The development of the picking robot by ETH Zurich’s spin-off, Floating Robotics, is a noteworthy advancement in agricultural robotics, particularly for greenhouse operations. This robot, currently being tested at Beerstecher AG’s greenhouse in Hinwil, is engineered to execute repetitive tasks like defoliating, harvesting, and boxing vegetables. The harsh conditions of greenhouses, with high humidity (80%) and temperatures reaching 35 degrees Celsius, make it a challenging work environment. The robot’s introduction aims to alleviate these challenges.
Bianca Curcio, in charge of production at Beerstecher AG and an ETH Zurich alumna, highlighted the robot’s significance: “The robot primarily takes over strenuous and repetitive activities, allowing our employees to focus on more demanding tasks that require a creative and critical mindset.” Curcio anticipates the robot becoming a mainstay in their production process, despite it being in the pilot phase.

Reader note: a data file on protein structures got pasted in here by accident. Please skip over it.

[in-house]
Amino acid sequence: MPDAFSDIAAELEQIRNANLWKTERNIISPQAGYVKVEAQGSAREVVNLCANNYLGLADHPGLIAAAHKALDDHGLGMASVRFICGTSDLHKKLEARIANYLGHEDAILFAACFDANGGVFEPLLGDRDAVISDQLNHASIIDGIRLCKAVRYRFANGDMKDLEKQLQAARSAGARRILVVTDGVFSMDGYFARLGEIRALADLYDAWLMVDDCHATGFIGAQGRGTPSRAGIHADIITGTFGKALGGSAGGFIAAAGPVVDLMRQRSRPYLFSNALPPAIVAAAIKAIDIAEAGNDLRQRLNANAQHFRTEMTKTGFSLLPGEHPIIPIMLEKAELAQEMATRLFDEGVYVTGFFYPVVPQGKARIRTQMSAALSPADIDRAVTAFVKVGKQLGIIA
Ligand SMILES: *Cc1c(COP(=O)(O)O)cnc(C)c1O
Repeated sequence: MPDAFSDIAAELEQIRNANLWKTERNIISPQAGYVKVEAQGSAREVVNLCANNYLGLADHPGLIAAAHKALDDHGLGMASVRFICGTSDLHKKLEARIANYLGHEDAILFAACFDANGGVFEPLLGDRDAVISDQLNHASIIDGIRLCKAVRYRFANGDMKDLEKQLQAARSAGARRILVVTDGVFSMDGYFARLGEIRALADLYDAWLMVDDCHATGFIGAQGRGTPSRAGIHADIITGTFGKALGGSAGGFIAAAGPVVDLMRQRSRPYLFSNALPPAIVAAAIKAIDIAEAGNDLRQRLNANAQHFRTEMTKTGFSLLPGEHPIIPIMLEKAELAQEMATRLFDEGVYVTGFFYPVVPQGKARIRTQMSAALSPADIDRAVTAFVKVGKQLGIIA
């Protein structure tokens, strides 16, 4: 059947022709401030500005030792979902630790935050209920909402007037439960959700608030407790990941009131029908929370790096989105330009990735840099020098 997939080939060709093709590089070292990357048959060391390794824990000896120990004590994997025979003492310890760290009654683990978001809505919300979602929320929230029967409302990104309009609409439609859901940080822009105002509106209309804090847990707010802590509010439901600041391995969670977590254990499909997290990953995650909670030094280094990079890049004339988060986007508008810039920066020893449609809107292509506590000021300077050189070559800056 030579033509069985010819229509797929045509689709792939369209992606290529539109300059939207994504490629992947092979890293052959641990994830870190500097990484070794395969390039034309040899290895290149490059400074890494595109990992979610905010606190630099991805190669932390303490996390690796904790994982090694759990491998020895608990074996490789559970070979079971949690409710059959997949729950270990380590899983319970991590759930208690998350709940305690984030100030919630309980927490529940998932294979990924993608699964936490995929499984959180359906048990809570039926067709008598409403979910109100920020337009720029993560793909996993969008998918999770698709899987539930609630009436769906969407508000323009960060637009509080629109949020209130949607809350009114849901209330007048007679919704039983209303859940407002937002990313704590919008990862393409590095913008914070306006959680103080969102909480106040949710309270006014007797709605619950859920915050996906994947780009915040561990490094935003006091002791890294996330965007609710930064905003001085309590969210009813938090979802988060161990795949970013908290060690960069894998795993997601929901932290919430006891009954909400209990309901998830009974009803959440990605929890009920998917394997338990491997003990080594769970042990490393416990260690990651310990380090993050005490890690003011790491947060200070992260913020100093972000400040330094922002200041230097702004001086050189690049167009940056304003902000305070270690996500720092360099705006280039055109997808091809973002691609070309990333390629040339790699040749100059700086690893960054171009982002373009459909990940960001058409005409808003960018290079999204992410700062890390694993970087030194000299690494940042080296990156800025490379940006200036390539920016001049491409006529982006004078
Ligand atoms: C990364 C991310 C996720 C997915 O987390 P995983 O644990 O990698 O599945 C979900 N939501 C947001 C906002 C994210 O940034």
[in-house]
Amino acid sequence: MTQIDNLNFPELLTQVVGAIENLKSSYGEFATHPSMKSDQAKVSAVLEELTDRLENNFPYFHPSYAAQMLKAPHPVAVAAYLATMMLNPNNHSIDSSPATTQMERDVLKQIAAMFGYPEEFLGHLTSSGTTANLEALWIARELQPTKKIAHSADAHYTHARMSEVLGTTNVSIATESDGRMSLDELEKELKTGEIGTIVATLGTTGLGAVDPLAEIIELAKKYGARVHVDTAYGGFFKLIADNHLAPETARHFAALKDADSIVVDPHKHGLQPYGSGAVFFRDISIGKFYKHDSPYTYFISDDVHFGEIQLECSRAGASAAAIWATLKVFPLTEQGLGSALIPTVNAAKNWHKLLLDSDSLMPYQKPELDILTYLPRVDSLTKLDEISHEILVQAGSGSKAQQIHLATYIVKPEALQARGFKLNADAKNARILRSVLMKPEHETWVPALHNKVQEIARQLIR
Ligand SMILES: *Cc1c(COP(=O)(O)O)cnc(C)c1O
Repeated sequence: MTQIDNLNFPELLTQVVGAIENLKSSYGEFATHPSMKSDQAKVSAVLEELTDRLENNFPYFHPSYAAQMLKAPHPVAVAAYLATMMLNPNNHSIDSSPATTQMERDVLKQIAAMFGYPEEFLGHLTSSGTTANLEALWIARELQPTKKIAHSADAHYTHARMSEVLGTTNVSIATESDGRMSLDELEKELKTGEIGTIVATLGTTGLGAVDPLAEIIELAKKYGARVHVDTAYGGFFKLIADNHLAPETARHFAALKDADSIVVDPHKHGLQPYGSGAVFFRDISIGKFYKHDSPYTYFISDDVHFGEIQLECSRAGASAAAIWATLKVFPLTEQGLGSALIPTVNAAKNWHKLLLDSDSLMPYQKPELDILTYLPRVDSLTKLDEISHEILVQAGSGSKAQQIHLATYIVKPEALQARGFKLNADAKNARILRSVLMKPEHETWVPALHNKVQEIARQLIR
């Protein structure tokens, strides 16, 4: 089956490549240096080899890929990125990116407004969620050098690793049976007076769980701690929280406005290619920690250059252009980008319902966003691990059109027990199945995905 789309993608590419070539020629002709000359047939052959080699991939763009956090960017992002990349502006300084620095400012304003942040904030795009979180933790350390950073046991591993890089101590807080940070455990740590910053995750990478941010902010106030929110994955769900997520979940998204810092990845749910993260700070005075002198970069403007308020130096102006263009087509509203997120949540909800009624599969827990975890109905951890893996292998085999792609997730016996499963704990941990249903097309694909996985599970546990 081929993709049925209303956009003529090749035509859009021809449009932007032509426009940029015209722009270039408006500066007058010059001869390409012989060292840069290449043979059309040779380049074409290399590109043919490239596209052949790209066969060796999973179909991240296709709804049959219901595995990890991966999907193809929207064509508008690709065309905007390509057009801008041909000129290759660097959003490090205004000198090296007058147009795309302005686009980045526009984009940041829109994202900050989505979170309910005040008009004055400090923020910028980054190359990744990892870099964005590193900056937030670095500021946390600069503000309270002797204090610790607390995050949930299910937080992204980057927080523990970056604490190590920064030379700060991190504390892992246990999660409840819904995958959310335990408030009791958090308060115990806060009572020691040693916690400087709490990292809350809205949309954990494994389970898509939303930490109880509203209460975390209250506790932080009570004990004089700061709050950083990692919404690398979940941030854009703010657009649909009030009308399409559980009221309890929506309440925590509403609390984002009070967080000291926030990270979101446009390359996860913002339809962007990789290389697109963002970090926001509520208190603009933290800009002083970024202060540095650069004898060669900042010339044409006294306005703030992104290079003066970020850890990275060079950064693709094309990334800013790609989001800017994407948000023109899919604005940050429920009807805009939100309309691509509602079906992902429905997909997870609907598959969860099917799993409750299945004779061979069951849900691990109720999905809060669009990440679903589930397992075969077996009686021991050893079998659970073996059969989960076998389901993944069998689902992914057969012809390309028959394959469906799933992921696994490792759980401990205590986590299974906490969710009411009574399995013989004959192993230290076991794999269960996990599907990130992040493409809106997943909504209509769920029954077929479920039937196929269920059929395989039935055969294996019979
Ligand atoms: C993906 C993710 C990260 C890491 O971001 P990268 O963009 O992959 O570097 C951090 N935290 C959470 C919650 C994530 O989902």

This robot represents a fusion of several advanced technologies. It features an integrated camera and a sophisticated computer system that enables it to monitor crops, identify different plants and objects, and initiate its robotic arm for tasks like de-leafing or harvesting. The technology, developed at ETH Zurich’s Robotic Systems Lab under Salman Faraji’s leadership, showcases the potential of combining robotics with plant science.
The broader context of this development lies in the increasing trend of automation in agriculture. With labor shortages and the need for efficiency, such innovations in farm robotics are becoming more prevalent. This particular case of greenhouse automation also provides insights into how robotics can be tailored to meet specific environmental challenges in agriculture.
In essence, the deployment of the picking robot at Beerstecher AG is a significant stride in agricultural technology. It illustrates how robotic solutions can enhance productivity and working conditions in agriculture, marrying the strengths of human labor with the efficiency of machines.